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Excessive Force and Students with Disabilities: Legal and Practice Considerations

  • Antonis Katsiyannis
  • Jennifer Counts
  • Simone Adams
  • Robin Parks Ennis
Review Paper

Abstract

Objectives

Examine pertinent case law involving the use of “excessive force” with children and youth with disabilities. In addition, legal implications for school personnel, based on these rulings, will be discussed and alternatives to using force will be explored.

Methods

One-hundred thirty cases from the Special Ed Connection database were included for review and examined for the purpose of identifying patterns in special education litigation of “excessive force” spanning 1997 to May 2018.

Results

The majority of the cases were heard in states covered by the 11th circuit (24 cases); autism was the most prevalent category involved (36 cases); the majority of cases were brought before the court for excessive force under the 14th Amendment (92 cases); and schools were the prevailing party for 60% of cases while a total of 92 cases were decided under the 14th Amendment.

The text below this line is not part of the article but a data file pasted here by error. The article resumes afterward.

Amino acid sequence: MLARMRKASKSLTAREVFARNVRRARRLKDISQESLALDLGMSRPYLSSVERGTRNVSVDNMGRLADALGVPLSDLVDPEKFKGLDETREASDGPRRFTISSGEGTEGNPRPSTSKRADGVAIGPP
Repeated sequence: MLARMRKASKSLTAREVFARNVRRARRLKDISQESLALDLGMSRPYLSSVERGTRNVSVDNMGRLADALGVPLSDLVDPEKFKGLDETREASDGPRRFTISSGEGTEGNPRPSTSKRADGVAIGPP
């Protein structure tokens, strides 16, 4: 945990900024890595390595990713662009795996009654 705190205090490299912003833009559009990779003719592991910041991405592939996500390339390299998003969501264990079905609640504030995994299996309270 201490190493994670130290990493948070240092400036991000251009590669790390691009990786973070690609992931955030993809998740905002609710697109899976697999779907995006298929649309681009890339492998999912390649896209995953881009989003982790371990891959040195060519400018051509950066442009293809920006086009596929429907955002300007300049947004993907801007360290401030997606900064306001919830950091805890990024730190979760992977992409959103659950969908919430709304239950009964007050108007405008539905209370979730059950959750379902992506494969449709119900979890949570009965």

Conclusions

Case law typically examined whether the force applied was proportionate to the incident at hand; presence of injury; and whether the force used served a pedagogical purpose or was arbitrarily punitive in nature. Means to reduce the use of force may include frameworks like PBIS and Ci3T, and the use of restorative practices, staff training in verbal de-escalation, and the use of explicit instruction to teach conflict resolution skills are highly recommended.

Keywords

Excessive force Public schools Discipline Litigation Prevention 

Notes

Compliance with ethical standards

Conflict of Interest

The authors declare that they have no conflict of interest.

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Copyright information

© Springer Science+Business Media, LLC, part of Springer Nature 2019

Authors and Affiliations

  1. 1.Clemson UniversityClemsonUSA
  2. 2.Clemson UniversityClemsonUSA
  3. 3.Clemson UniversityClemsonUSA
  4. 4.University of Alabama at BirminghamBirminghamUSA

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